Quality Assurance: Another Challenge for Boeing’s 787 Dreamliner

The problems and delays plaguing development and construction of Boeing’s 787 Dreamliner continue. The latest, as reported by Jon Ostrower on Flightblogger, have to do with problems in processes for quality assurance.

The milestone known as “power-on” of the first aircraft, scheduled for as early as mid-April, may be pushed back to June.

According to program sources, the slow pace of work in recent months can largely be attributed to what are known as rejection tags. Those tags occur when a discrepancy exists between the design and the product. For example, during the normal manufacturing process, holes are drilled to install fasteners. Occasionally, those holes have to be drilled a second time if there is an issue with the first hole. As a result, the hole is considered to be “non-conforming” requiring a larger diameter fastener and must be checked through a quality certification process.

One foundational tenet of the 787 program, according to program sources working with the aircraft, was the idea of a “super-mechanic” who held all the necessary certifications to self check work to appropriate airworthiness standards.

According to sources across the program, over the past year of assembly the self-certification process has become an impediment to progress rather than an enabler of efficiency.

As a result, the 787 program has begun to shift from a system of self-certifying manufacturing staff to a more traditional system of quality assurance similar to Boeing’s legacy programs. The revised system is first being implemented for out-of-sequence traveled work and is expected to be expanded to the entire final assembly process.

The revised system is a “positive step,” says one person working with the aircraft.

By using its traditional quality assurance system, Boeing is able to better control and group the number of rejection tags to reduce paperwork and solution time. For example, under the original system, four non-conforming holes in the same area of the aircraft were filed as four individual issues rather than just one. The new system would streamline the process by grouping these rejection tags together, cutting paperwork, in this example, by 75%.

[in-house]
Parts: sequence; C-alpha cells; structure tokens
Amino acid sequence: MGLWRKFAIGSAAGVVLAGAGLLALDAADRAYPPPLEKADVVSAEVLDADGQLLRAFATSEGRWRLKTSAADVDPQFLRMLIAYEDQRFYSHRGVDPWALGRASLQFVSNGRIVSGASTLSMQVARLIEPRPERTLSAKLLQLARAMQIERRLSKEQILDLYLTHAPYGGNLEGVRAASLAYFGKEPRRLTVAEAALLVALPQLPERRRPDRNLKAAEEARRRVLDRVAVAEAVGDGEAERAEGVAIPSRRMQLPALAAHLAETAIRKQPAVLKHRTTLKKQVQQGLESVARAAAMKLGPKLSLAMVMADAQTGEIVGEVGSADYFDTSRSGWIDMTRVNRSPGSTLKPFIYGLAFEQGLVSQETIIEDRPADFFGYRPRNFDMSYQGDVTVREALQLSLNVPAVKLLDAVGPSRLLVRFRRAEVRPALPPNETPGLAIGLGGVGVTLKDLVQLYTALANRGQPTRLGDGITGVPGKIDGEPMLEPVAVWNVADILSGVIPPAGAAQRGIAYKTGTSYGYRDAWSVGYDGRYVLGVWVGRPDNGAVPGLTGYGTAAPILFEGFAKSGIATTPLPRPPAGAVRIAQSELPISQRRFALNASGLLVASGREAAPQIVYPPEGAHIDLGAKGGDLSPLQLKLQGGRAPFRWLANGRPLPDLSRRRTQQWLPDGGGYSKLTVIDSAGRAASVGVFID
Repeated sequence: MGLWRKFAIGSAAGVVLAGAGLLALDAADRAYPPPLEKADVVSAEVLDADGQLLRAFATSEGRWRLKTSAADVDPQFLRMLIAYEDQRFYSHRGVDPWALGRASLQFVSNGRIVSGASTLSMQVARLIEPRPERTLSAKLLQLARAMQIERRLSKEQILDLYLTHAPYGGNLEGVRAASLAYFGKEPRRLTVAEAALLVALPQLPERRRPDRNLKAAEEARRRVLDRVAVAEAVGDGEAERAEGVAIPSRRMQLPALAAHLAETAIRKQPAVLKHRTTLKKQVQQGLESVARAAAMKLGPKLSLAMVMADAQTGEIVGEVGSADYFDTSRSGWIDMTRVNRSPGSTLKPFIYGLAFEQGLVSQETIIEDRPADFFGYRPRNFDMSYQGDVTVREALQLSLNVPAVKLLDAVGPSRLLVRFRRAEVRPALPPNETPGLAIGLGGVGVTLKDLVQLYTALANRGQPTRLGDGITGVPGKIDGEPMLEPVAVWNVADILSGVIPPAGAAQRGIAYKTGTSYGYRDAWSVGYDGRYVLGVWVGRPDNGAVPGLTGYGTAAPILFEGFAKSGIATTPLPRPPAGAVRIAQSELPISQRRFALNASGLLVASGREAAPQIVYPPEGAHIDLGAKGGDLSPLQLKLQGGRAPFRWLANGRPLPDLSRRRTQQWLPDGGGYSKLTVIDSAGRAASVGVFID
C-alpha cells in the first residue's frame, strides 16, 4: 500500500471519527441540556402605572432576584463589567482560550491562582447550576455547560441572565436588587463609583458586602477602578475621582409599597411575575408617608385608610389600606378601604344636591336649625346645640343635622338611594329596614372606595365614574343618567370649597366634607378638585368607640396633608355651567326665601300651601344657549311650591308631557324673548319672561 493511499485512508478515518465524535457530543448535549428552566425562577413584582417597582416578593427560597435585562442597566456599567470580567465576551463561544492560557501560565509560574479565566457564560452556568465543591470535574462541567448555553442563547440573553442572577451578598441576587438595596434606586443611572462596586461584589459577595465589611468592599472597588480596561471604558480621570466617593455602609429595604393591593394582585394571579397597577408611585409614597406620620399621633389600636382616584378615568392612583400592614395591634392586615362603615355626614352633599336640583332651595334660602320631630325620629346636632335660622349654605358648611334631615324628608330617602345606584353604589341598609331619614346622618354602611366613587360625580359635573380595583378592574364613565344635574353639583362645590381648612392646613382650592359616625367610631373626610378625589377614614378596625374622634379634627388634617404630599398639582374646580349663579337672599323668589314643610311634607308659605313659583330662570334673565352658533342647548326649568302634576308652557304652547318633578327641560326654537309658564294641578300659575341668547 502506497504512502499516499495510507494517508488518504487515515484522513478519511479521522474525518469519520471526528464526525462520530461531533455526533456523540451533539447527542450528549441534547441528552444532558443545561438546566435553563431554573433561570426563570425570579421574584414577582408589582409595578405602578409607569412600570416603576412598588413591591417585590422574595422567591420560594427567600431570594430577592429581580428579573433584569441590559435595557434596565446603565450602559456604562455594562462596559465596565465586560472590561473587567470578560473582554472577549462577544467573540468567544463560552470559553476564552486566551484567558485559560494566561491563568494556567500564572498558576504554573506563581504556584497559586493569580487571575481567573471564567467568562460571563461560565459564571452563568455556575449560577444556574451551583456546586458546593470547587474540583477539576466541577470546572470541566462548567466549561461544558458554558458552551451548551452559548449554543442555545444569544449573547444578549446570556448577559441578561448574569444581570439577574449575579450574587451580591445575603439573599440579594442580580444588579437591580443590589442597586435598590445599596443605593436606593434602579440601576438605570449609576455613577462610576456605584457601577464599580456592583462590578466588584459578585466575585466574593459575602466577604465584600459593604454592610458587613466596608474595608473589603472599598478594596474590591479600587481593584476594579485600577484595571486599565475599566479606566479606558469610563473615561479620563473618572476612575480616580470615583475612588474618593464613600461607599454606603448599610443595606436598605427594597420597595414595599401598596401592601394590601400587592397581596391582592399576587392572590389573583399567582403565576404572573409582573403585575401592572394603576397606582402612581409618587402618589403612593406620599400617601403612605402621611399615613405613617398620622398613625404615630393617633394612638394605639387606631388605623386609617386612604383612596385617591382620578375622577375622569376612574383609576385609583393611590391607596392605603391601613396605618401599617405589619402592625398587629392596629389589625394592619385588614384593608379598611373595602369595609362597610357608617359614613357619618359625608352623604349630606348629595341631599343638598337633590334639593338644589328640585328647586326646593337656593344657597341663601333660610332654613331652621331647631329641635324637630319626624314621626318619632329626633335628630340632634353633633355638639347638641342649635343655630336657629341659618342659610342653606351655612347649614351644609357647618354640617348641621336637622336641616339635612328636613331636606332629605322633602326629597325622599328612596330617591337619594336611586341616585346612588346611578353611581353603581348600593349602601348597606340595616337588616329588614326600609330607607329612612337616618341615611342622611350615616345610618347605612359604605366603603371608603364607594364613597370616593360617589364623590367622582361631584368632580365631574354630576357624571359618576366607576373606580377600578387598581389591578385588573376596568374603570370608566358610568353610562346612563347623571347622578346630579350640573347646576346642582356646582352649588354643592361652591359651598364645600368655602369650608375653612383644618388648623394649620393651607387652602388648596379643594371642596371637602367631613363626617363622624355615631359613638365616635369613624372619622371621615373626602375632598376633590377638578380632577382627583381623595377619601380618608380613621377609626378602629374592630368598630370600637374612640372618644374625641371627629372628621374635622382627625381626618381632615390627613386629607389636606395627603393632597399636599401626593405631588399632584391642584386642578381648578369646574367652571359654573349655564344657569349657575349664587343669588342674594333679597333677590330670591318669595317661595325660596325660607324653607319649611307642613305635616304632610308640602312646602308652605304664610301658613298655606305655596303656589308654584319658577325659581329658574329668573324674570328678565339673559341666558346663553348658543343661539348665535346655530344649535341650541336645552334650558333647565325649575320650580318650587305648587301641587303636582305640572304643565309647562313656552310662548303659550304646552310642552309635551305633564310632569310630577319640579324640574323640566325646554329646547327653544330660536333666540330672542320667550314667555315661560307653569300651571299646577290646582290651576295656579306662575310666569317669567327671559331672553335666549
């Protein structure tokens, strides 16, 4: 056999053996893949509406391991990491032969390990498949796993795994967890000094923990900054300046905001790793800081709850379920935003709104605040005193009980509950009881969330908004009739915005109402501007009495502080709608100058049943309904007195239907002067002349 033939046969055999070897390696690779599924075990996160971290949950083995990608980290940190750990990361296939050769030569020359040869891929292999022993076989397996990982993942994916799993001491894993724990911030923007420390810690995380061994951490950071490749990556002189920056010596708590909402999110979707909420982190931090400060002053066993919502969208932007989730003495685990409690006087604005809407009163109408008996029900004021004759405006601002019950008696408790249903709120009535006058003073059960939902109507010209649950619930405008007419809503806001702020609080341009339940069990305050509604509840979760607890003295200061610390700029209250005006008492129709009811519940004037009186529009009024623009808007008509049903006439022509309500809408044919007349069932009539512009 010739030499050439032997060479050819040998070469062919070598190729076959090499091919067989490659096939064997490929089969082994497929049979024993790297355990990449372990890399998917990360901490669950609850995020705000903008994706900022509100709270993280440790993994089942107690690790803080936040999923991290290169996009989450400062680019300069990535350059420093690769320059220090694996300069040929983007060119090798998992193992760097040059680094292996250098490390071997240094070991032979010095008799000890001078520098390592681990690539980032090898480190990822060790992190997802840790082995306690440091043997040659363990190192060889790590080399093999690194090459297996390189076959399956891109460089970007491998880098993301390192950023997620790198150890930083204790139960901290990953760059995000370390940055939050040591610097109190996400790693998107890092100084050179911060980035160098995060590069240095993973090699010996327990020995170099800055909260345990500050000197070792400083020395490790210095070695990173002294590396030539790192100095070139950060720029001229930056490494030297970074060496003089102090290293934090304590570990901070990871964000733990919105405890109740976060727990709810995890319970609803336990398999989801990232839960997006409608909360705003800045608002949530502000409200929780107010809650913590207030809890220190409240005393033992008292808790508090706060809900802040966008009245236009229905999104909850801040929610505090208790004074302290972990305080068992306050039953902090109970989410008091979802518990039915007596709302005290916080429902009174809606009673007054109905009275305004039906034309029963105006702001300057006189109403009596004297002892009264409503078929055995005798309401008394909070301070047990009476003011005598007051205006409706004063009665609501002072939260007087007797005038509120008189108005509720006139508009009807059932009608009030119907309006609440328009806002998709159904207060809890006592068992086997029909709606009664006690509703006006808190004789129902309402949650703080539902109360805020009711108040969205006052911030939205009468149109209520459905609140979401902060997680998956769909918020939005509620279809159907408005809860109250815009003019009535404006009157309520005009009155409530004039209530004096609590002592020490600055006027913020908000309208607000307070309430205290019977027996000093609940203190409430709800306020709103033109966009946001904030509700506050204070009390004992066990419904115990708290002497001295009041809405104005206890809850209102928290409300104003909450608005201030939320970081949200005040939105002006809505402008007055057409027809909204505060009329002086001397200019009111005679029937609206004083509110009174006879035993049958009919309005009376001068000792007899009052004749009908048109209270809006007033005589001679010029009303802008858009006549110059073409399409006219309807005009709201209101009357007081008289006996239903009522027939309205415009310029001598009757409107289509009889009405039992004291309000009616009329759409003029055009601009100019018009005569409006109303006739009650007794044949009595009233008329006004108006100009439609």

Quality assurance is not my area of expertise, so I’m not sure which of these two systems is more “lean” or ought to be better. However, I have to wonder why Boeing, which has long experience in trying to make its processes lean, chose to adopt a new system for this aircraft.

Also, I wonder whether anyone is doing some serious root-cause analysis to figure out why these discrepancies between design and product take place, and what can be done to eliminate them, or at least reduce their frequency.

Meanwhile, Ostrower also reports significant variability regarding how much further work is required after major suppliers of the Dreamliner deliver key sections.

If you walk from one end to another, Dreamliner Two looks like a, “Timeline from nose to tail. The farther you go back, the more work it needs,” says a 787 program staffer. The front of the aircraft, Section 41, the nose section, was delivered from Spirit Aerosystems in Wichita, Kansas 97% complete, according to program sources in Everett.

The center fuselage, say sources in Charleston, which is assembled at Global Aeronautica in Charleston contained significant wiring, flight test equipment, ducting, systems and insulation in the forward Section 43 and the center wing box, but significantly less in Sections 44 and 46 toward the rear of the aircraft.

The aft fuselage, Sections 47 and 48, which is manufactured and assembled by Vought Aircraft Industries, is the largest source of traveled work, according to sources in Everett and Charleston. The aft fuselage, which was delivered in early February, had roughly a dozen jobs remaining before it could be considered structurally complete. It lacked any wiring, ducting, insulation or systems when it departed Charleston for Everett.

First, this problem reinforces the questions raised about Boeing’s strategy of outsourcing so much of the airplane’s development to far-flung suppliers. Second, it highlights the need in any supply chain for close working relationships between partners to avoid major surprises.

The hundreds of Dreamliners that have been ordered will ultimately be built. Unfortunately, it appears that many of Boeing’s customers may be waiting for them longer than anyone had thought, and probably longer than necessary.


Ed. said...

The issue of why an organisation would revert to an antiquated verification system, having initiated one of 'on the job' control can only be guessed at. My guess would be that the system failures identified here would be put to the traditional 'Quality Professionals' whose reaction would be one of reversion to the control strategy that has no great record of resolving operational failings either. A professional management solution surely would be to analyse the current failure causes and correct them. Taking responsibility away from people who do the work does not improve the quality of that work.

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